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MEP: “Australia Must Be A Priority For The UK Post-Brexit”

Writing for City A.M., Emma McClarkin MEP explains why negotiating free trade and movement of people with Australia should be a priority for the United Kingdom as it leaves the European Union.

Prime Ministers Malcolm Turnbull and Theresa May discuss post-Brexit trade negotiations (photo: AAP)

   Written by Emma McClarkin

Emma is a Member of the European Parliament for East Midlands in the United Kingdom

            

It is 10,545 miles from London to Canberra, but along with the over 670,000 Brits visiting annually, when I arrive into Australia for the Commonwealth Games and parallel Commonwealth Forum, I feel at home.

Since the landing of the First Fleet in 1788, our intertwined fortunes have fostered a shared outlook on many global issues, including international security, open markets, and trade liberalisation.

We share extensive trade, investment and cultural ties. The UK is Australia’s fifth largest trading partner and the second largest destination for Australian overseas investment. We have commonalities in systems of law and governance, and a shared heritage as members of the Commonwealth.

This common outlook demonstrates why Australia must be one of the first countries with whom the UK signs a Free Trade Agreement (FTA) post-Brexit.

Australia has a strong and consistent commitment both to the multilateral trade agenda and to opening new markets at a bilateral level. With an independent international trade policy, the UK should seek to emulate and exceed this approach.

Upon taking its fully independent seat in the WTO, the UK will need to consider which countries to work with to achieve its objectives and priorities. The Cairns Group of 20 countries, which is de facto led by Australia, could provide the most natural setting.

The UK has the opportunity over the coming years to negotiate a twenty-first century trade agreement with Australia: a new model of trade agreement that will be bold enough to tackle modern-day issues where liberalisation is complex.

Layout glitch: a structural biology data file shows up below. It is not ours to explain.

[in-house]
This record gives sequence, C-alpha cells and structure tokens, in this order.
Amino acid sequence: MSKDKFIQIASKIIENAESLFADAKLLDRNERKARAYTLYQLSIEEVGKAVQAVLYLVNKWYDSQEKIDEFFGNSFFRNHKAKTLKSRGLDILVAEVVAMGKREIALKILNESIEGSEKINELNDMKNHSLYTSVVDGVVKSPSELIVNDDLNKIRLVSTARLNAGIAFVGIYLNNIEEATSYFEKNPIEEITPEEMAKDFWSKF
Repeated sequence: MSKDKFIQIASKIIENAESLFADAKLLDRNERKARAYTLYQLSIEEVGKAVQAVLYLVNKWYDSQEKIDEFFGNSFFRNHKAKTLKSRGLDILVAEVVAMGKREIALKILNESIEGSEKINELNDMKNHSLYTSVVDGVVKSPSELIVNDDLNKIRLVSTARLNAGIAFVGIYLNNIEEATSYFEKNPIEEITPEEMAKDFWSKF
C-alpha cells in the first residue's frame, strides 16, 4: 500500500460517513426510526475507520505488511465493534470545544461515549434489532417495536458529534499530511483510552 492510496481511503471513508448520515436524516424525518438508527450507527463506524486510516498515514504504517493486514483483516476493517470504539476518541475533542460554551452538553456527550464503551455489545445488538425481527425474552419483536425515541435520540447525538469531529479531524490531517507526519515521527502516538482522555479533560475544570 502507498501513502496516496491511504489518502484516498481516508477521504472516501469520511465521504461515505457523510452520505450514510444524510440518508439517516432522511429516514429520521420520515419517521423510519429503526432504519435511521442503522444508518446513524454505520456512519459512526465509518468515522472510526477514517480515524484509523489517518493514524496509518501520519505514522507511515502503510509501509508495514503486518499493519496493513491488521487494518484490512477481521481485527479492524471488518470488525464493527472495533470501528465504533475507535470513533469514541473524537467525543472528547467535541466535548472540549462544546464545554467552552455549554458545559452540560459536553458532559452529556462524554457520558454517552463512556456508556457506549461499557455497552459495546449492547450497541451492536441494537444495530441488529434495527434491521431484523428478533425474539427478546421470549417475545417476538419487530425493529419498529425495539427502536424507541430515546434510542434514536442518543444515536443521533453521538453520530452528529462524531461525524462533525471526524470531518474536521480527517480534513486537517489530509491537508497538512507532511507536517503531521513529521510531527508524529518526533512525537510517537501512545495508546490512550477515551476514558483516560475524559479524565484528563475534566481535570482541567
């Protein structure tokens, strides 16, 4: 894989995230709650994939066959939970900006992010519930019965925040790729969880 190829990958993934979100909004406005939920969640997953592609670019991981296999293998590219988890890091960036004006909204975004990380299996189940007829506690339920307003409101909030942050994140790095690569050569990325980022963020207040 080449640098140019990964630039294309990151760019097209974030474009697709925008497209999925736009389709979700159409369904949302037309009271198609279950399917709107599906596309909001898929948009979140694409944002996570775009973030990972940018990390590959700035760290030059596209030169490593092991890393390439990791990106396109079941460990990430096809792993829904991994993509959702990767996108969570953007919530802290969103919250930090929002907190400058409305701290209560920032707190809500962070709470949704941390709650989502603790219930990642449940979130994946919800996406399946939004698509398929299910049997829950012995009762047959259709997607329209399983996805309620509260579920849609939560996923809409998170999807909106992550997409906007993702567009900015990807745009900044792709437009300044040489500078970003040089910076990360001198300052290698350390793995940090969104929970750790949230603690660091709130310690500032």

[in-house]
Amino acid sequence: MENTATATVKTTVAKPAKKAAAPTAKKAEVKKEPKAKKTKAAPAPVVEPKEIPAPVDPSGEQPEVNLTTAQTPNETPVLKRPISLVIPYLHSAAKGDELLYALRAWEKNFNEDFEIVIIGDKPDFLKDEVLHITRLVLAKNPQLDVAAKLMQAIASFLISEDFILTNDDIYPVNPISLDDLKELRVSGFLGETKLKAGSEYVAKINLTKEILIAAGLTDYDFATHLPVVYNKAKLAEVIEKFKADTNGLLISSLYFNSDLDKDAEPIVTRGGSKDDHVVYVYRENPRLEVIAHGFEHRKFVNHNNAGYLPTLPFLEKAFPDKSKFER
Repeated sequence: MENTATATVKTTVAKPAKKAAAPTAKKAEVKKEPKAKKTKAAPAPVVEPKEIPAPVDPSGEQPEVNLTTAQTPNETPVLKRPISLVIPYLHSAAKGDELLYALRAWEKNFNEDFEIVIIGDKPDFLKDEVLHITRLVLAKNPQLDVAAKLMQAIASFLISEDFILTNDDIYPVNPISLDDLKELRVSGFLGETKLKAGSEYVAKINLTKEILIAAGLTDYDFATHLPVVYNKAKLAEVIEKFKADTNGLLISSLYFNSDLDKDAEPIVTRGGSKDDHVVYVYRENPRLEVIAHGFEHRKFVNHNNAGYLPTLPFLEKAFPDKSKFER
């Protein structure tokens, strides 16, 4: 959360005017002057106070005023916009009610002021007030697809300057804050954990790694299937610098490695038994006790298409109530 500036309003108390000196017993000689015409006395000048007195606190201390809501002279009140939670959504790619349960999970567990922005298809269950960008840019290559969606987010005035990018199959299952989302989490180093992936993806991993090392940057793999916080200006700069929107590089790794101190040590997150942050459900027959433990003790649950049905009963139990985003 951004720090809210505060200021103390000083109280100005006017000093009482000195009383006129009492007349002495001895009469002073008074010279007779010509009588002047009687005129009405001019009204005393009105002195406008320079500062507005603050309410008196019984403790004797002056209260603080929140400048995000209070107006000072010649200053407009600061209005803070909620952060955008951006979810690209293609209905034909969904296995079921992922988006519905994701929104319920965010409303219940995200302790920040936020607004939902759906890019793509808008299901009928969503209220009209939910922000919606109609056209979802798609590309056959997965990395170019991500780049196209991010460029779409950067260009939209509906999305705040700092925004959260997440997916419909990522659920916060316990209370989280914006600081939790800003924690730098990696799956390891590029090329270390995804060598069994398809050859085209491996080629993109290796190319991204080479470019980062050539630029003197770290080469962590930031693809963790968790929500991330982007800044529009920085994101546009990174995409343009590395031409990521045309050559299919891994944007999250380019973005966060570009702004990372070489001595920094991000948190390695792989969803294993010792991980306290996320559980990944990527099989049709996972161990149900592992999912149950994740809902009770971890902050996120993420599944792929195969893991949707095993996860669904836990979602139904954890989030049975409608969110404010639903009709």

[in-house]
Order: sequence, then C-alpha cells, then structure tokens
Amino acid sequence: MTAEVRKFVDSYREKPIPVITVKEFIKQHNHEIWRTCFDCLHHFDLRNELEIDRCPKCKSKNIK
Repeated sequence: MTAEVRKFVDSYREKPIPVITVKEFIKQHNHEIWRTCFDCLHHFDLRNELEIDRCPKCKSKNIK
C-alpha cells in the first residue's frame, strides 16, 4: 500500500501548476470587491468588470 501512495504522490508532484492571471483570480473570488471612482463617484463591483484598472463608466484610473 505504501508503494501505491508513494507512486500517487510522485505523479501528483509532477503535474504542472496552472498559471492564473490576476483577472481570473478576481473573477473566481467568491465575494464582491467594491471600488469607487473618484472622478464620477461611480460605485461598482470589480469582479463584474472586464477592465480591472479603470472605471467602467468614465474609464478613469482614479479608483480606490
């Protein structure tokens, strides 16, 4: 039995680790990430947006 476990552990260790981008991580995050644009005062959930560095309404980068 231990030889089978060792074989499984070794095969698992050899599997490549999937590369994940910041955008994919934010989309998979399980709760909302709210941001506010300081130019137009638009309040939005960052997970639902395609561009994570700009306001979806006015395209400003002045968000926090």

There’s an opportunity for a fresh look at sectors such as electronics, financial services, telecommunications, digital trade and ecommerce, addressing key issues such as data localisation and privacy requirements that are often not included in standard trade deals.

An ambitious FTA must strive for significant market access opportunities for both sides to each other’s goods and services markets. There is potential to open up sectors to ensure that there is no discrimination against foreign partner firms, as well as to address temporary movement of service providers. This could be achieved by finding an agreement over movement of people between the two countries, as well as putting provisions in place to ensure protection for intellectual property rights.

Liberalisation of government procurement in the UK and Australia represents another significant opportunity. A post-Brexit agreement could offer “national treatment” for foreign firms in specified areas, complementing efforts by the WTO under the Government Procurement Agreement.

It would be foolhardy to expect Australia’s formidable trade negotiators to give the UK an easy ride, but the process would sharpen our negotiating skills for future FTAs.

For too long, the EU has been slow to identify, negotiate and sign FTAs, no more so in the case of Australia. Brexit presents an opportunity for the UK to make up for lost time.

Australia and the UK share similar values, levels of development, and historical and cultural ties. We are both eager to open up new markets and liberalise trade across borders.

As the UK identifies its trade priorities post-Brexit, Australia must be at the top of our list. It’s time to go for gold with Australia.


      
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